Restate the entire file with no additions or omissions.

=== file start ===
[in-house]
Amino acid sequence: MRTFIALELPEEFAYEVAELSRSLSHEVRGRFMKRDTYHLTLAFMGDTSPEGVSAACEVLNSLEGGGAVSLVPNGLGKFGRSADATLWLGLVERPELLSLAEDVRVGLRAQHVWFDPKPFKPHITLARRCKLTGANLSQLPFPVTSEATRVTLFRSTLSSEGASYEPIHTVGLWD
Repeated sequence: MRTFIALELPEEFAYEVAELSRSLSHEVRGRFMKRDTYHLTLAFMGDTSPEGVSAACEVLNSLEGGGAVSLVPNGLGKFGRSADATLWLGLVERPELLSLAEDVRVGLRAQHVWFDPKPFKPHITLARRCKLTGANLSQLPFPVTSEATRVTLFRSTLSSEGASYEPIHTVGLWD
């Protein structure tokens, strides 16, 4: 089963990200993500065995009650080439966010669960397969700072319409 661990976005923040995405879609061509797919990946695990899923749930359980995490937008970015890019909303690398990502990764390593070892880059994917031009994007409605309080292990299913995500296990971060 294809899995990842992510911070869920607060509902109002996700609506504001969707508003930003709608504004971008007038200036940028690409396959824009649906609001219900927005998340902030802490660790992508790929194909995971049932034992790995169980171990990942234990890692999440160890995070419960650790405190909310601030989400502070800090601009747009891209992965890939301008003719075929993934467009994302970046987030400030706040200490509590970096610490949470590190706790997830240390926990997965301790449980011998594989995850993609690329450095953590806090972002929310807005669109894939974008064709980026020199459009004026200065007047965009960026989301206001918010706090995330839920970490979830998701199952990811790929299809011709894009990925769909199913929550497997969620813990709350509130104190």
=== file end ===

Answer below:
[in-house]
Amino acid sequence: MRTFIALELPEEFAYEVAELSRSLSHEVRGRFMKRDTYHLTLAFMGDTSPEGVSAACEVLNSLEGGGAVSLVPNGLGKFGRSADATLWLGLVERPELLSLAEDVRVGLRAQHVWFDPKPFKPHITLARRCKLTGANLSQLPFPVTSEATRVTLFRSTLSSEGASYEPIHTVGLWD
Repeated sequence: MRTFIALELPEEFAYEVAELSRSLSHEVRGRFMKRDTYHLTLAFMGDTSPEGVSAACEVLNSLEGGGAVSLVPNGLGKFGRSADATLWLGLVERPELLSLAEDVRVGLRAQHVWFDPKPFKPHITLARRCKLTGANLSQLPFPVTSEATRVTLFRSTLSSEGASYEPIHTVGLWD
């Protein structure tokens, strides 16, 4: 089963990200993500065995009650080439966010669960397969700072319409 661990976005923040995405879609061509797919990946695990899923749930359980995490937008970015890019909303690398990502990764390593070892880059994917031009994007409605309080292990299913995500296990971060 294809899995990842992510911070869920607060509902109002996700609506504001969707508003930003709608504004971008007038200036940028690409396959824009649906609001219900927005998340902030802490660790992508790929194909995971049932034992790995169980171990990942234990890692999440160890995070419960650790405190909310601030989400502070800090601009747009891209992965890939301008003719075929993934467009994302970046987030400030706040200490509590970096610490949470590190706790997830240390926990997965301790449980011998594989995850993609690329450095953590806090972002929310807005669109894939974008064709980026020199459009004026200065007047965009960026989301206001918010706090995330839920970490979830998701199952990811790929299809011709894009990925769909199913929550497997969620813990709350509130104190």